From Kūkaniloko (royal birth stones near Wahiawa,) the winter solstice (December 21) occurs when the sun is aligned with Kolekole.
The Waiʻanae ahupuaʻa has an un-typical shape – it has two parts: Waiʻanae Kai, on its western side, runs from the ocean to the Waiʻanae Mountains (like a typical ahupuaʻa;) however, Waiʻanae Uka continues across Oʻahu’s central plain and extends up into the Koʻolau Mountains.
Kolekole Pass forms a low crossing point through the Waiʻanae Mountains. A prehistoric trail crossed Kolekole pass linking Waiʻanae Uka with Waiʻanae Kai.
As a result, the trail was of strategic importance. Kolekole Pass is not far from the base of Mount Kaʻala, the highest summit on O‘ahu, an important place in Hawaiian religion, ceremony, legend and perhaps celestial observations.
When Kahekili was reigning as king of Maui, and Kahahana was king of Oʻahu, it was during this period that Kahahawai, with a number of warriors, came to make war on Oʻahu (Kahahawai was a strategist for Kahekili.)
A decisive battle in the war between Kahekili and Kahahana, fought in the Waiʻanae mountain range, took place near Kolekole Pass.
“Kahahawai told them to prepare torches. When these were ready they went one evening to the top of a hill which was near to the rendezvous of the enemies where they lighted their torches.” (Fornander)
“After the torches were lit they moved away to a cliff called Kolekole and hid themselves there, leaving their torches burning at the former place until they died out. The enemies thought that Kahahawai and his men had gone off to sleep. They therefore made a raid … But Kahahawai and his men arose and destroyed all the people who were asleep on the hills and the mountains of Kaʻala. Thus the enemies were annihilated, none escaping.” (Fornander)
Therefore, the conquest of Oʻahu by Kahekili was complete through the bravery and great ingenuity of Kahahawai in devising means for the destruction of the enemy. Oʻahu remained until the reign of Kalanikūpule, Kahekili’s son – until Oʻahu was conquered by Kamehameha in 1795.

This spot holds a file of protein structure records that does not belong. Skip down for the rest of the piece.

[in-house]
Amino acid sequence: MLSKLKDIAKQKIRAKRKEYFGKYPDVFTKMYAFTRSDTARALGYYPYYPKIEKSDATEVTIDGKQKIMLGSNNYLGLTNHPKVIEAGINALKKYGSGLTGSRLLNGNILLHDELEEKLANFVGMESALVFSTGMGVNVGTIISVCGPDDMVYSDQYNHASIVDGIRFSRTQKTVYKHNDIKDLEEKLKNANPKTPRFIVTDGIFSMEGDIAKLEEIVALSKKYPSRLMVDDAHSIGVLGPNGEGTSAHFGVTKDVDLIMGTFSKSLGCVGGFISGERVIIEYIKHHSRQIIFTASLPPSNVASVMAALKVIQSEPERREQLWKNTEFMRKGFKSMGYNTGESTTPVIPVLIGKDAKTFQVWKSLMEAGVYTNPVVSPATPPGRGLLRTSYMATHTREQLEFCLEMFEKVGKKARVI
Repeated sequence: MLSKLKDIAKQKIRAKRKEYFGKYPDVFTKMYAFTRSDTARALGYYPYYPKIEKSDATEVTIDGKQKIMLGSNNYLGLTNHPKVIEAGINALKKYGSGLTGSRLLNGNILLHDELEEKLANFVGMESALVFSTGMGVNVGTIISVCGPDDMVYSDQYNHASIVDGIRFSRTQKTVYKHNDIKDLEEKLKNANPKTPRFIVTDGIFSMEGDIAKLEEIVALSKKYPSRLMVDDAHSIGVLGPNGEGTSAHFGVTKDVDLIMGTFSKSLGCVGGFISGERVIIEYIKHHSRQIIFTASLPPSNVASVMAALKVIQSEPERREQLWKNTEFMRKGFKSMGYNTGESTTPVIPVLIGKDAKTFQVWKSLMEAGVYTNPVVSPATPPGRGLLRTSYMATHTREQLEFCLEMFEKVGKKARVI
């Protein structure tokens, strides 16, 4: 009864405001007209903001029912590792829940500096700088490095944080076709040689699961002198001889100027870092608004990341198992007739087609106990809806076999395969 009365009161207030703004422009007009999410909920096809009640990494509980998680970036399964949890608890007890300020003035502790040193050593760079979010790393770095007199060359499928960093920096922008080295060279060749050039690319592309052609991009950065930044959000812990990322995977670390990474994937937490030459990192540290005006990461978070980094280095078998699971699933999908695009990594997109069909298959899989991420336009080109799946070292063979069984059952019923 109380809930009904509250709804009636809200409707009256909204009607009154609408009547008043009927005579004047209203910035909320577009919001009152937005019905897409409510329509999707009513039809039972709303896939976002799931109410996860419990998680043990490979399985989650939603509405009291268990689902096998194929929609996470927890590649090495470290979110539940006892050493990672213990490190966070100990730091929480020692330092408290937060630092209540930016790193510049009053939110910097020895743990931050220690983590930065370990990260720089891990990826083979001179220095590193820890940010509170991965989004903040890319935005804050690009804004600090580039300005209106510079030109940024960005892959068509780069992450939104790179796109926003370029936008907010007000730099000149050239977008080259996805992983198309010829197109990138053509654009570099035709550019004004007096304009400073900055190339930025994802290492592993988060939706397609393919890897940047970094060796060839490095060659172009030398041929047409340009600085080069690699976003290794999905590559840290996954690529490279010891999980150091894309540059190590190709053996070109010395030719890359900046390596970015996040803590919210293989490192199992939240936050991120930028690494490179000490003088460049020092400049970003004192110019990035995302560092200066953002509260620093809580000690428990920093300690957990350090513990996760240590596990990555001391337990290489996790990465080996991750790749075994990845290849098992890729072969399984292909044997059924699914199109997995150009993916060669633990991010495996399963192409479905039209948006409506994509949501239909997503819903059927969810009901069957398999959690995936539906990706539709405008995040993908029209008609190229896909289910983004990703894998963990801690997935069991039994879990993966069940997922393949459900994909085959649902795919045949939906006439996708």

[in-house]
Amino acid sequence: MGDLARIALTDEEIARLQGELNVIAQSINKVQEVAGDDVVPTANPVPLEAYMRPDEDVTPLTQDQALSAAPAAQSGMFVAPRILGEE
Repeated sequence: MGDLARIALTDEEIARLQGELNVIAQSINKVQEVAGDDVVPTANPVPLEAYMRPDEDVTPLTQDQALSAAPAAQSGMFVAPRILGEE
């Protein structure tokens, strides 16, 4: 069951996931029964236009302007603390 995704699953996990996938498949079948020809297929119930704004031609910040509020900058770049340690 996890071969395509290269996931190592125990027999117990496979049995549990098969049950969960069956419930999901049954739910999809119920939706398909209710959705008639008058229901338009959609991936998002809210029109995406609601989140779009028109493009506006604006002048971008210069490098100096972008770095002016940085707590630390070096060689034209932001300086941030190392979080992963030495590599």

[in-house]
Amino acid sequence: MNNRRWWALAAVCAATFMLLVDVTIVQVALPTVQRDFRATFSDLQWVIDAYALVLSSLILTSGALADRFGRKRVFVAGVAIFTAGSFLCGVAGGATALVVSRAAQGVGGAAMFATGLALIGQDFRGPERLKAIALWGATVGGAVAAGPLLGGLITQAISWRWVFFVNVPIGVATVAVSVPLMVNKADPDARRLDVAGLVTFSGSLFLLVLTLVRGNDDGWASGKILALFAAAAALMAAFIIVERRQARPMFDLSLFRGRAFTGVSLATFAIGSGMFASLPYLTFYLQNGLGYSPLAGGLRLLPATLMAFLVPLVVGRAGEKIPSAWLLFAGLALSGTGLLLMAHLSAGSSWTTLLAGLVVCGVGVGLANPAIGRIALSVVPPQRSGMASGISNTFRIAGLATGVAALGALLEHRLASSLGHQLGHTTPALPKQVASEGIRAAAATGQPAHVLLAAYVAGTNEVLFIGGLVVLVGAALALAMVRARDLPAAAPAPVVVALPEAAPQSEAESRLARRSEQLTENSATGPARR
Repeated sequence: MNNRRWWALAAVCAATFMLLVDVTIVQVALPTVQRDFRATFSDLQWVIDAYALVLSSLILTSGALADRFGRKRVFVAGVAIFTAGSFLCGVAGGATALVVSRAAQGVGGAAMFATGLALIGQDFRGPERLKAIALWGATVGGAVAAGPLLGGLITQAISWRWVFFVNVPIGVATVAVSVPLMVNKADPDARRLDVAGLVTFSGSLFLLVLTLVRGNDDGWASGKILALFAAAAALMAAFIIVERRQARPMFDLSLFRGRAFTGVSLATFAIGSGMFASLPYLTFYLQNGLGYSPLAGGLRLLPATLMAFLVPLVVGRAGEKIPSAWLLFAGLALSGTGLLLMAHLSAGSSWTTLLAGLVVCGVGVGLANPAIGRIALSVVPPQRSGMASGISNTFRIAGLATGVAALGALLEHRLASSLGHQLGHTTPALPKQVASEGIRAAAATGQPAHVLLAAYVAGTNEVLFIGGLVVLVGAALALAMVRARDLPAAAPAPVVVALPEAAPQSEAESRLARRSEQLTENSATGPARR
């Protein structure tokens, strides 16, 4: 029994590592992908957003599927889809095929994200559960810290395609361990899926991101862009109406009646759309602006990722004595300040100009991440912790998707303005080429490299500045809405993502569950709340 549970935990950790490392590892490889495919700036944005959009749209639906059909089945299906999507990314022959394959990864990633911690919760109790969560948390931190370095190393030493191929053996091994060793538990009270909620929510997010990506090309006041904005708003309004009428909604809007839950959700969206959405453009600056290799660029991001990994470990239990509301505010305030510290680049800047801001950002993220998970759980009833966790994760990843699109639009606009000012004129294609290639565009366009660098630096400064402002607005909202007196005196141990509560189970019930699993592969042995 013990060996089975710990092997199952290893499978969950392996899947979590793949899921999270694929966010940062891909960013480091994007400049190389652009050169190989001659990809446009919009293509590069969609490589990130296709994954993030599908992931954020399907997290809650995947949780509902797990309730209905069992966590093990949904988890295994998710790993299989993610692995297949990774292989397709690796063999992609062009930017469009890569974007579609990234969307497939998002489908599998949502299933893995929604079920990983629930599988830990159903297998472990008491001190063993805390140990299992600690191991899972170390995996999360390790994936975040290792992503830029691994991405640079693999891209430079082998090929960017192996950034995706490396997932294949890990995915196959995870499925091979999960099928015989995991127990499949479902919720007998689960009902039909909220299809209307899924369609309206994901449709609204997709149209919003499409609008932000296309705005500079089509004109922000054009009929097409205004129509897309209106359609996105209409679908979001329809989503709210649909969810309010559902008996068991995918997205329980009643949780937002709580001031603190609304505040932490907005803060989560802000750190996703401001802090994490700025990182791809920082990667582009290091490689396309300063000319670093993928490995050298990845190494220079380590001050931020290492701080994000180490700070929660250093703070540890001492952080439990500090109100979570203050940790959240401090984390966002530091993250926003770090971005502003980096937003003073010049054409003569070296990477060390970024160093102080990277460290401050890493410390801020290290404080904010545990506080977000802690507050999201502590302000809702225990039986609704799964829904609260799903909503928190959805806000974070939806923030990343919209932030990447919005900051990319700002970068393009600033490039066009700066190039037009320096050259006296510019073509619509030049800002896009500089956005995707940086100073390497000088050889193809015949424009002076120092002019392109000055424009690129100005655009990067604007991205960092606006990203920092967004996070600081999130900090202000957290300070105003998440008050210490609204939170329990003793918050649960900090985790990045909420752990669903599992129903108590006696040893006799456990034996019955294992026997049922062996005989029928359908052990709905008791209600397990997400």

Near Kolekole Pass is the Kolekole Stone, which is described as a “sacrificial stone,” but the story that victims were decapitated over this stone may be a fairly recent rendition. Older stories suggest the stone represents the Guardian of the Pass, a woman named Kolekole.
Reportedly, Kolekole was a place where students practiced lua fighting. Students practiced their techniques on “passing victims” on the “plains of Leilehua.” Lua was an “art” that involved dangerous hand-to-hand fighting in which the fighters broke bones, dislocated bones at the joints, and inflicted severe pain by pressing on nerve centers.
This form of fighting involved a number of skills: “first, how to grasp with the hands, second, how to prod with a kauila cane; third, how to whirl the club called the pikoi or ikoi that had one end … tied with a rope of olona fibers.” (Na Oihana Lua Kaula 1865 – Army)
In the late-1800s, James I Dowsett had ranching interests on lands now occupied by Fort Shafter, Schofield Barracks and Wheeler Army Airfield; portions of the latter two were part of his extensive Leilehua Ranch. Cattle from George Galbraith’s Mikilua Ranch in Lualualei Valley on the Waiʻanae coast may have been herded across Kolekole Pass to pasture on Leilehua Ranch plateau lands.
With later US military use in Waiʻanae and Central Oʻahu, passage through Kolekole Pass provided a convenient short cut across the Waiʻanae Mountains between Schofield Barracks and Lualualei Naval Magazine. The Army’s 3rd Engineers corps constructed vehicular passage in 1937.
Kolekole Pass, is located at the northern corner of the Lualualei Valley and connects the Waianae coast with Waianae Uka (the present Schofield Barracks.)
On the morning of December 7, 1941, six Japanese carriers transported torpedo planes, dive bombers and fighters to a point about 220 miles north of Oʻahu. Launching the aircraft in two waves, the attackers achieved total surprise and wreaked havoc.
Contrary to general belief, the attacking aircraft did not come through Kolekole Pass west of Wheeler but flew straight down the island. Most of the attacking planes approached Pearl Harbor from the south. Some came from the north over the Koʻolau Range, where they had been hidden en route by large cumulus clouds. (hawaii-gov)
In 1997, a 35-year-old, 35-ton white steel cross at Kolekole Pass was ordered dismantled by the Army – threatened with lawsuit, they chose removal, rather than fighting a separation of church and state claim.
The first cross at the pass was put up in the 1920s; later, a metal one was erected in 1962. It was later replaced with an 80-foot flagpole that flew an American flag.